In a Webmaster Hangout, Google’s John Mueller was asked whether there has been an update happening recently. Mueller took the time to explain what it means to discuss changes in search and the best reaction to them are.
This is the question from a publisher in Australia:
“Would you confirm if Google is making any changes into the search results?
Because I’m seeing ranking loss and big fluctuations in existing rankings for my Australia based website.”
John Mueller Did Not Confirm a Core Algorithm Update
What’s notable is that Mueller did not confirm a core algorithm update. Those are the updates that make you reach for an antacid.
He observed that Google constantly makes incremental changes to the algorithm.
What Mueller did confirm were the quotidian updates that happen all the time.
Quotidian means something that happens on a daily basis and so often that they most times are seen as mundane because they generally go unnoticed.
This is what Mueller said:
“We make changes all the time. So from that point of view I can pretty much confirm that we have made changes in the search results.”
What’s important to point out is that Google makes thousands of changes to their algorithm every year. This is well documented going back many years.
These are quotidian updates.
As an example, in 2018 Google published the following statistics about quotidian updates in search:
- 3,620 Live Algorithm Launches
- 17,523 Live traffic experiments
That’s over 20,000 tests. When divided by the number of days in a year, the number of live changes and live search tests equals about 58 search changes per day.
If we just want to talk about live launches, then that equals approximately ten changes per day to search, every day of every year.
That is what Mueller means when he says that he can confirm that a change has happened. That’s what his comment means when he stated, “We make changes all the time.”
The other thing to note is that he did not confirm a core algorithm update.
A core algorithm update is a wide ranging update that profoundly changes several aspects of search. These are what are commonly regarded as true updates.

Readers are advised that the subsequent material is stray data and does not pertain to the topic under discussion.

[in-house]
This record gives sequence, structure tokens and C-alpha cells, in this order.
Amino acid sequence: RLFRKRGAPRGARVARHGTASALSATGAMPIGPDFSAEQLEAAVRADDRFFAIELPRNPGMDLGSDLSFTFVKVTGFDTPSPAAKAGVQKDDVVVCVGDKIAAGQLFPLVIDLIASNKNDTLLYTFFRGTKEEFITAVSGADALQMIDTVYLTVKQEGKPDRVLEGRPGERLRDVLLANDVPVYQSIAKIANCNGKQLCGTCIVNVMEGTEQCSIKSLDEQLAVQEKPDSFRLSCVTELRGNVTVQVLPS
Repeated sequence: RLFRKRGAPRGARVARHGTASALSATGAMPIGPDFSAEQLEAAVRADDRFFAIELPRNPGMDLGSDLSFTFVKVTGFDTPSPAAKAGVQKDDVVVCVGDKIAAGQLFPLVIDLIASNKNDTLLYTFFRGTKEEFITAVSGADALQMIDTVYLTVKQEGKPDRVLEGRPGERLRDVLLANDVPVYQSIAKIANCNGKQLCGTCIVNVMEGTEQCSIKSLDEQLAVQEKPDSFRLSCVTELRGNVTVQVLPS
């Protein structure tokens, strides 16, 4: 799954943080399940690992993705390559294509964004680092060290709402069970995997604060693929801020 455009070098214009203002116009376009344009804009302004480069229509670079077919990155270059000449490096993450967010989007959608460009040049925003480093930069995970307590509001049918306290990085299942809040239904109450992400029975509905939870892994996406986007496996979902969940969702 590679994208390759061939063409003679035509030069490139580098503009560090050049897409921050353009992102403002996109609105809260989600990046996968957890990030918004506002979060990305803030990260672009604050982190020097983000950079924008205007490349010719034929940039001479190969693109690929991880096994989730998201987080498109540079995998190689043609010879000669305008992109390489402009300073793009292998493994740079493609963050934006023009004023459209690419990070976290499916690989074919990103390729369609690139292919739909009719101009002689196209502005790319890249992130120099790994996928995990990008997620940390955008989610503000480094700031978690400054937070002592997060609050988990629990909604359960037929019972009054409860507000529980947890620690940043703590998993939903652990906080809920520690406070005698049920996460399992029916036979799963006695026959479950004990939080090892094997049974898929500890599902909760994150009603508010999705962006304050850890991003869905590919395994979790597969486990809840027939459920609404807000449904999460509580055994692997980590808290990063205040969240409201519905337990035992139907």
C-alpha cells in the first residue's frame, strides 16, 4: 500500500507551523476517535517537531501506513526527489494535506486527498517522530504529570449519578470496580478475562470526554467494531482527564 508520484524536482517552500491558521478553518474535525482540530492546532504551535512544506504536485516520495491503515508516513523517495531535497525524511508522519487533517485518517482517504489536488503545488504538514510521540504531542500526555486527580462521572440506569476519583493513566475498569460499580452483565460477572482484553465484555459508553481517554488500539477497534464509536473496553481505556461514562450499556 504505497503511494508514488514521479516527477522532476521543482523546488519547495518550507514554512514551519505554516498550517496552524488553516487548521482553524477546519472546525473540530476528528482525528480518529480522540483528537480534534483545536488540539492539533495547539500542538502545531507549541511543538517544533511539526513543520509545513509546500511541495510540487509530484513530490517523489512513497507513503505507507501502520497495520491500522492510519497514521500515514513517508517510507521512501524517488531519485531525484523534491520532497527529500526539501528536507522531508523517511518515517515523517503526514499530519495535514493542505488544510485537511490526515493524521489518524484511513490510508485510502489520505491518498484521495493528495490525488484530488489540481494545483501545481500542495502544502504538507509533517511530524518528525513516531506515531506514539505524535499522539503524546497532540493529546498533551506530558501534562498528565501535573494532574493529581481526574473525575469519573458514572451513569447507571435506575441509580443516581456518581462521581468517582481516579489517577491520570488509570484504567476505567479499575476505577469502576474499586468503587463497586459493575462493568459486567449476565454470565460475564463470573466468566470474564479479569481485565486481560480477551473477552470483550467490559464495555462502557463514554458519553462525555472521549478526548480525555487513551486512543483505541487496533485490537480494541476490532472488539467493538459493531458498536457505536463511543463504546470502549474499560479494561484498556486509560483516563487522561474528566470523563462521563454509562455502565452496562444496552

It is significant that Mueller said that whatever changes are being noticed are due to the everyday changes.
Mueller then asked a rhetorical question about why some changes to search are felt and others go unnoticed.
This is what he followed up with:
“I don’t think that’s really useful, in that sense, because… if you’re making changes all the time why am I seeing changes now?
But rather that’s something where I would generally recommend… obviously recognizing these kinds of situations is a good first step.
But also letting it settle down, seeing what happens in the end, checking in with other webmasters… to see what kind of changes maybe they’re seeing as well.”
So right here he is acknowledging that yes, publishers may see some changes. But to wait to see if things revert or as he puts it, “settle down.”
Mueller then goes on to recommend focusing a wider range of site improvements.
I think what he may be getting at is, for example, that if you focus intensely on content, then maybe it might be useful to put some time into promotion.
And that if you focus intensely on site speed or links, then maybe you should focus more on content.
Creating a healthy website that’s resistant to algorithm changes means focusing on the wide range of qualities that make a site popular with users.
This is what John Mueller said:
“And then think about on the one hand what you can do to improve your sites, overall, so that they’re a little bit more stable and not reliant on this one particular factor that you happen to be working on.
And on the other hand, maybe looking at the search results where you’ve been seeing changes and thinking about how all of that could fit together.
So in that regard, I don’t… really have this one answer that’s like, well you’re seeing changes in search therefore you should pull the handbrake on your website and everything will stand still.
That doesn’t happen.
These changes in search are things that we do to try to improve the search results.
Sometimes we do get it wrong but a lot of times I think we head in the right direction and it’s worthwhile to find ways that you can improve your website and keep up with how the web is improving overall.”
It’s good to think of these non-core algorithm changes as incremental changes that might be indicative of a weakness in some part of your publishing practices.
On the other hand, it could be a weakness in sites that link to you and it might thus be an indirect issue with your site, which means whatever you’re doing to promote the site might need improvements.
Also, it might be useful to not panic because sometimes changes are rolled back.
Finally, the major takeaway is that these kinds of observed and unnoticed changes happen every day and do not mean that a major core algorithm update is happening.
Watch Mueller answer about recent changes to search: